∞ Hands on with the Verizon iPhone

After Verizon’s iPhone 4 press conference was done, Verizon and Apple invited the assembled press and analysts to actually get their hands on the CDMA iPhone that Verizon and Apple will soon be selling.

[ad#Google Adsense 300×250 in story]This isn’t a typical “hands on” review; hopefully that will come later once the Verizon iPhone is actually released. Instead, this article represents this reporter’s first impressions after having a chance to handle the Verizon iPhone in a pretty carefully controlled environment. So with that, caveat lector – let the reader beware.

Casual observers won’t notice a big difference between AT&T and Verizon iPhones. The most notable difference involves changes to the external antennas on the phone – the seams where the metal bands that act as the phone’s antenna have changed position, from the bottom to the top.

Apple COO Tim Cook explained in a question and answer session after the formal presentation that the antenna design was “optimized” for Verizon’s network.

When the iPhone 4 was first introduced to AT&T customers last year, users noticed a “grip of death” effect when one of those seams was covered or touched with a bare finger or hand which caused the iPhone’s signal meter to drop. Apple later offered a software update to the phone which changed the algorithm used to determine signal strength.

While it’s pure speculation, one is left to wonder if moving those seams on the Verizon iPhone to a much higher location – a spot users are much less likely to grip – might get rid of such “grip of death” issues.

The Verizon iPhone also lacks a SIM card tray, as the AT&T iPhone 4 has. CDMA phones don’t need them, so the right side of the iPhone 4 is smooth except for the antenna seam.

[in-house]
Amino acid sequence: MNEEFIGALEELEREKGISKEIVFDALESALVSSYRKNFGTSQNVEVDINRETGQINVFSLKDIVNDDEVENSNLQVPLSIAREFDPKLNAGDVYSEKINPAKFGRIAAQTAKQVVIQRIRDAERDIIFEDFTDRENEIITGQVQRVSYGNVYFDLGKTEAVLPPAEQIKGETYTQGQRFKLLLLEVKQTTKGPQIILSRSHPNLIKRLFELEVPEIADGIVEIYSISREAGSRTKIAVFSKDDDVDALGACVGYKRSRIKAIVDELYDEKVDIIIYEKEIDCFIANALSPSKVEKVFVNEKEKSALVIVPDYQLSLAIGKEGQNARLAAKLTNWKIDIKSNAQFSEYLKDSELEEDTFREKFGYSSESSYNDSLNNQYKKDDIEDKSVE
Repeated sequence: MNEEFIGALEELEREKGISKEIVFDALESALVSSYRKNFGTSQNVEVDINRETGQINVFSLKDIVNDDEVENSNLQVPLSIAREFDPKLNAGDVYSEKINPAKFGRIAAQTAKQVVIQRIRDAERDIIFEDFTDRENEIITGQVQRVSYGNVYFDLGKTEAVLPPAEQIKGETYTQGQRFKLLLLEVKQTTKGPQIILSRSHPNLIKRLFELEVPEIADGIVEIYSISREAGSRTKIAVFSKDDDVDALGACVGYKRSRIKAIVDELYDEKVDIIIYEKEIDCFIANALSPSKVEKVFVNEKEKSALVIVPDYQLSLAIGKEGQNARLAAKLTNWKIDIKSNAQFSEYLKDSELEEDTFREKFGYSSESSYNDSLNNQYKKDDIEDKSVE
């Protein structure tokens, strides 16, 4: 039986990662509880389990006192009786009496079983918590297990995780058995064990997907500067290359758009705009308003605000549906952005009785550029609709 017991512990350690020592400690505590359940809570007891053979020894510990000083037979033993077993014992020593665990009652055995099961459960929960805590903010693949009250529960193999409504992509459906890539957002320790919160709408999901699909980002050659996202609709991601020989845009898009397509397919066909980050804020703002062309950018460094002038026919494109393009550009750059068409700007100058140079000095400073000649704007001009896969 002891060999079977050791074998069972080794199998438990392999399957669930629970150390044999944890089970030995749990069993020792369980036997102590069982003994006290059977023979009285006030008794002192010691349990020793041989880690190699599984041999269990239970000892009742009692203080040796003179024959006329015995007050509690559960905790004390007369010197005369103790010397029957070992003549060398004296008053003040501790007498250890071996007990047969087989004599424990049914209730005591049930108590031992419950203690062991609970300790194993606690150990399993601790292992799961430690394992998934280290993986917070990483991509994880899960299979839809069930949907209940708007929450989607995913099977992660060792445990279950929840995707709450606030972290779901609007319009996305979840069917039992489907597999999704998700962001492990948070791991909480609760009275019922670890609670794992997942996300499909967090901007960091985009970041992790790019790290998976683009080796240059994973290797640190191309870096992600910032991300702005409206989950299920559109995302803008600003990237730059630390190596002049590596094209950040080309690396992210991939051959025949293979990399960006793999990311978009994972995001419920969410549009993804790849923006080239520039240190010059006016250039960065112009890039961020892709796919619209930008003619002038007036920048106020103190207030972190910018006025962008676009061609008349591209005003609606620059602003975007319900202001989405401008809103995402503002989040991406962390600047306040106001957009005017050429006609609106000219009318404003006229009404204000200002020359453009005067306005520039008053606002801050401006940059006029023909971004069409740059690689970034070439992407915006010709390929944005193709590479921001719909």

Otherwise, in outward appearances, the Verizon iPhone 4 is very, very similar to its AT&T counterpart, though not altogether identical. Dan Frakes at Macworld suggests that the antenna change may have moved buttons enough that iPhone 4 cases may not fit.

The iPhone 4s on display at the Verizon event were loaded up with a number of third party applications and games, but an Apple representative confirmed that Verizon iPhones will ship with the same default apps as AT&T iPhones. The only significant user interface difference is the present of a new setting: Personal Hotspot.

Personal Hotspot will enable Verizon iPhone users to turn their iPhone 4 into a mobile hotspot, with support for up to five users. The hotspot can be secured using a password, and it’s accessible via Wi-Fi, Bluetooth and tethered to a computer using USB.

One important piece of the puzzle that remains unrevealed at this time is what Verizon will charge for the privilege of using the iPhone 4 on their network – they conspicuously left that information unrevealed for now, and wouldn’t comment about data plan prices when asked. Rumors suggest that an unlimited plan is in the works, but that would seem to run contrary to comments Verizon executives have made in the past.

Casual use of the device to surf the Web showed that it’s reasonably fast and operates similarly, if not identically, to its GSM counterpart, with one important limitation. Because the Verizon iPhone supports Verizon’s existing CDMA 3G network, it’s incapable of making a call and accessing the Internet at the same time.

This is a capability that AT&T users – users of any GSM network, really – take for granted. And so far that’s sticking in the craw of at least a few AT&T customers who aren’t anxious to experience that issue. But for the more than 90 million Verizon customers (and users of other CDMA-based networks), it’s par for course, which offers both Verizon and Apple a tremendous upgrade opportunity.

This will sound contradictory, but the Verizon iPhone is remarkable simply because it’s not remarkable. It is, with a few tweaks and changes, pretty much the same device that AT&T customers have had since last summer.

So hi there, Verizon Wireless customers, it’s nice to welcome you into the fold. And if you’re an AT&T customer who’s going to make the switch, you’ll know what to expect – from the phone, anyway.